The electric utility industry has been buffeted by two recent trends that threaten to upend the profitability, and in some cases the future viability of, those companies that are slow to adapt to a new, rapidly changing landscape.

Specifically, in the past decade, the industry has had to grapple with both waning demand and the growth of distributed energy generation.

Electricity demand has been slowing as both commercial and residential customers construct buildings with better insulation and more energy efficient glass and install better heating and cooling systems. At the same time, there has been a faster than expected buildout of distributed energy generation systems, mainly rooftop solar, which are changing both supply and demand patterns. Both of these trends create meaningful challenges for an industry that has relied on steady, predictable growth in both supply and demand.

Power shifts to the consumer

Distributed energy generation creates significant challenges for an industry that has been built on steady baseload power generation from centrally located facilities sent over an established distribution grid. Predictable energy generation and usage are ideal so that voltage and volatility can be effectively managed in order to avoid power disruptions. Distributed generation, which is typically intermittent and volatile, causes instability and requires greater use of sensors and upgraded distribution equipment in order to prevent voltage spikes and other disturbances.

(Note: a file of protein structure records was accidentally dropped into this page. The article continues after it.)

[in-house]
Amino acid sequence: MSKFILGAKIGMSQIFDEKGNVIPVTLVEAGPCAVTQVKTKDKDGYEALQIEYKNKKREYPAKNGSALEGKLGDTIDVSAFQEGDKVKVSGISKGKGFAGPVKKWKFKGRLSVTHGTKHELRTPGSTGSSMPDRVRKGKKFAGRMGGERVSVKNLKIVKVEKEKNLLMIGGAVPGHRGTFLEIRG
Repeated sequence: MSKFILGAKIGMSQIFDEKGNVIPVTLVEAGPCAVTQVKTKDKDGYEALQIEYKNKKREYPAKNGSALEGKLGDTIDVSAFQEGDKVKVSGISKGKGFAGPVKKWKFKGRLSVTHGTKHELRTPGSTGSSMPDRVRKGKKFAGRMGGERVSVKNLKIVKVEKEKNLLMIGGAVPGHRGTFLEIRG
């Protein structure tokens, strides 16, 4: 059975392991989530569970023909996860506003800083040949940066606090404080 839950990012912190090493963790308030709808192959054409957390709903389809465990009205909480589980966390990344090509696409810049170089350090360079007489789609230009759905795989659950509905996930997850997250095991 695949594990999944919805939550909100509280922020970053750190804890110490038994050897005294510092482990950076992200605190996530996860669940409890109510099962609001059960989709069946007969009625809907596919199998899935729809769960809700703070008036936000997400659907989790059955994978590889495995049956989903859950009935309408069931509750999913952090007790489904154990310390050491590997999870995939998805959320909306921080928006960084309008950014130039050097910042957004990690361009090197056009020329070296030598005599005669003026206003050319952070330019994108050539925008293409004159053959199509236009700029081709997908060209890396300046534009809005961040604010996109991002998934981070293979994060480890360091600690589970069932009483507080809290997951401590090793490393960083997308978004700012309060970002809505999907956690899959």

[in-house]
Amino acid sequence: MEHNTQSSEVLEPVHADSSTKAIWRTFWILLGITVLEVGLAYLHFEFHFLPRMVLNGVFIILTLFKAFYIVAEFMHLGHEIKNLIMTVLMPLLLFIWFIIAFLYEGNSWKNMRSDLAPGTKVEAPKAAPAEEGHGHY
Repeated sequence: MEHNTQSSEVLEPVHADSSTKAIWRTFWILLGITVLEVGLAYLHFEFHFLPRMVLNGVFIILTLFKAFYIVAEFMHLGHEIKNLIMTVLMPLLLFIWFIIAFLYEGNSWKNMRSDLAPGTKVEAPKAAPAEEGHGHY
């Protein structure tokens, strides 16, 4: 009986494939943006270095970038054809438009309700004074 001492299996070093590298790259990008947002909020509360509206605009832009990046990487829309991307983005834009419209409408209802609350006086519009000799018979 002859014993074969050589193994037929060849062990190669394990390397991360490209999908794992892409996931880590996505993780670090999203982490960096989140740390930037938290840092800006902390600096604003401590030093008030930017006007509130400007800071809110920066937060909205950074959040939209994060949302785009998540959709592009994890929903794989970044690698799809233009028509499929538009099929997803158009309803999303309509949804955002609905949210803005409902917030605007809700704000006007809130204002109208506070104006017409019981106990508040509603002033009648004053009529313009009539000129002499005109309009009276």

The electric utility industry has responded to the distributed energy threat with two primary tools: time-of-use charges and grid connection charges. But the effectiveness of these responses is being impacted by a third recent trend: behind-the-meter (BTM) energy storage. This rise in the installation of energy storage systems, especially in residences, has been happening much sooner than expected by the electric utility industry. Suddenly, the passive energy consumer has become an informed and active consumer that can both generate energy and manage its usage. BTM energy storage systems empower the customer while increasing costs and limiting the flexibility and revenue opportunities for the utilities. This is a significant threat to those utilities that are not prepared for the new landscape.

Read more: Renewable Energy World